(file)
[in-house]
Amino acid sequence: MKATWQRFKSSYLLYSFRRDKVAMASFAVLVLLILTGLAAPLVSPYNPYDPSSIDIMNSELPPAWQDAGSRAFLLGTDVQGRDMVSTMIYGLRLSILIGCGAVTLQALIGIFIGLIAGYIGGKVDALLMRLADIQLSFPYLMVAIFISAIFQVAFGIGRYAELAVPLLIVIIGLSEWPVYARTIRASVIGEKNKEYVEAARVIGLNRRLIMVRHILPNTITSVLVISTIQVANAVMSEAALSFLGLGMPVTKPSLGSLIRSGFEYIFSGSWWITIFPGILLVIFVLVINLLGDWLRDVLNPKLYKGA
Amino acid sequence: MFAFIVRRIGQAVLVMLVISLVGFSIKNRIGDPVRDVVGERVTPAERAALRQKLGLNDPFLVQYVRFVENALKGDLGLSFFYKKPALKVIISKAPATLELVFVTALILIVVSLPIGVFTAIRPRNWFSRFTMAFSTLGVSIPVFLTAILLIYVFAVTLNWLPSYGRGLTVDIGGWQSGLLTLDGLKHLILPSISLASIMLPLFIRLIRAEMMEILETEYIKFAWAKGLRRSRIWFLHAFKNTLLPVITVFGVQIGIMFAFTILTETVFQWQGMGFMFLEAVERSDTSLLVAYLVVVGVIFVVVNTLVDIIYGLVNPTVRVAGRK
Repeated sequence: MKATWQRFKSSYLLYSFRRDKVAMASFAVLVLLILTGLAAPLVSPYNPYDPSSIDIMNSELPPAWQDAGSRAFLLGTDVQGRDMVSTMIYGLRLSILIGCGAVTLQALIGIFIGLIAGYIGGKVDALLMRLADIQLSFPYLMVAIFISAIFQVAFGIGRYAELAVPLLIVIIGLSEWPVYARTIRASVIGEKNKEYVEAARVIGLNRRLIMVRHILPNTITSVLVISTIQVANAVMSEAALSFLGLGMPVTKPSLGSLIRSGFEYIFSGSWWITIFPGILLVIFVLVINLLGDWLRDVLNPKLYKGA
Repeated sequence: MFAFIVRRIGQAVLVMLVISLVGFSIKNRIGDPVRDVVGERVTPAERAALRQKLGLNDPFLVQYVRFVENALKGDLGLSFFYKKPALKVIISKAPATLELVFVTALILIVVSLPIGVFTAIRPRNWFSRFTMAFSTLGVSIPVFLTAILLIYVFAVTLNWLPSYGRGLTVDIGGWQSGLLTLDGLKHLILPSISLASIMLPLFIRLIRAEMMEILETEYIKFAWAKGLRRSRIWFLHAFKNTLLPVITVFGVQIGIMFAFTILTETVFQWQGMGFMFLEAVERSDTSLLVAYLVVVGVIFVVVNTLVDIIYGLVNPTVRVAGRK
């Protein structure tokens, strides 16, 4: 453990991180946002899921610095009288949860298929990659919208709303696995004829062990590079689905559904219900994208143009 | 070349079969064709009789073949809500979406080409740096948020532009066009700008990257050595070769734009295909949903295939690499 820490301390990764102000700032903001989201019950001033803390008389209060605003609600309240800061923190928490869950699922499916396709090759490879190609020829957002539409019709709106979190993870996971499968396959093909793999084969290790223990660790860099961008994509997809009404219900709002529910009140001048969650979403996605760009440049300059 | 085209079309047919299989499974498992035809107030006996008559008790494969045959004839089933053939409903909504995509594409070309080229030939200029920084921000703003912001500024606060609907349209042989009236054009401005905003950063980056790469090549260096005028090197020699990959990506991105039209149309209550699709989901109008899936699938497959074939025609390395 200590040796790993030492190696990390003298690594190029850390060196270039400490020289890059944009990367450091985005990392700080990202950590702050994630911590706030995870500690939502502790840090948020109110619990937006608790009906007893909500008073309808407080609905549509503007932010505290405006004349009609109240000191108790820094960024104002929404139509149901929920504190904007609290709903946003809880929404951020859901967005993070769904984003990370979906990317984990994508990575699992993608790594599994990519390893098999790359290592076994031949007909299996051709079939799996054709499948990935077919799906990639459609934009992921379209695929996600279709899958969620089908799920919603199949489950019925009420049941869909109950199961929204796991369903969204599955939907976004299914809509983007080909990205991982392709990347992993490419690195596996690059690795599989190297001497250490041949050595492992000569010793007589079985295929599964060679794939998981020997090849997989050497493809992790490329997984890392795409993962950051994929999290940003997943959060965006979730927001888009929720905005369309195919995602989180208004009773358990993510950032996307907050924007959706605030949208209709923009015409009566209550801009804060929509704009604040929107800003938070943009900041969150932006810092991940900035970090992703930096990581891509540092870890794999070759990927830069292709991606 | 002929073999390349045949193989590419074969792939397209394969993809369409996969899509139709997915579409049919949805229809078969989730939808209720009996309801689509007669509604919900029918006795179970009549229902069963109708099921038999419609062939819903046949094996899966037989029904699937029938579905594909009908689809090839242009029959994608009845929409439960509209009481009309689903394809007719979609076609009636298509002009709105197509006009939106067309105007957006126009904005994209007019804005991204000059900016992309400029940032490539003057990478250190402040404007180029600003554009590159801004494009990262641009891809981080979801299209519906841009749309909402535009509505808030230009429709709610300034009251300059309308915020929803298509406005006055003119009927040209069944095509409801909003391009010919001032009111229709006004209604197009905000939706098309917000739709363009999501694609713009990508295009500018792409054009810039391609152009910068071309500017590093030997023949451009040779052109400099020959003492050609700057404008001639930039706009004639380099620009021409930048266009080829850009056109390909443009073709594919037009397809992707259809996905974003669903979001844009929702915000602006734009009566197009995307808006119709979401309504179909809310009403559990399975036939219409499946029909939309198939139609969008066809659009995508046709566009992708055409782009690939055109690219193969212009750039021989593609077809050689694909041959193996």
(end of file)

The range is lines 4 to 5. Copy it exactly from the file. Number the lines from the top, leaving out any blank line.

Repeated sequence: MKATWQRFKSSYLLYSFRRDKVAMASFAVLVLLILTGLAAPLVSPYNPYDPSSIDIMNSELPPAWQDAGSRAFLLGTDVQGRDMVSTMIYGLRLSILIGCGAVTLQALIGIFIGLIAGYIGGKVDALLMRLADIQLSFPYLMVAIFISAIFQVAFGIGRYAELAVPLLIVIIGLSEWPVYARTIRASVIGEKNKEYVEAARVIGLNRRLIMVRHILPNTITSVLVISTIQVANAVMSEAALSFLGLGMPVTKPSLGSLIRSGFEYIFSGSWWITIFPGILLVIFVLVINLLGDWLRDVLNPKLYKGA
Repeated sequence: MFAFIVRRIGQAVLVMLVISLVGFSIKNRIGDPVRDVVGERVTPAERAALRQKLGLNDPFLVQYVRFVENALKGDLGLSFFYKKPALKVIISKAPATLELVFVTALILIVVSLPIGVFTAIRPRNWFSRFTMAFSTLGVSIPVFLTAILLIYVFAVTLNWLPSYGRGLTVDIGGWQSGLLTLDGLKHLILPSISLASIMLPLFIRLIRAEMMEILETEYIKFAWAKGLRRSRIWFLHAFKNTLLPVITVFGVQIGIMFAFTILTETVFQWQGMGFMFLEAVERSDTSLLVAYLVVVGVIFVVVNTLVDIIYGLVNPTVRVAGRK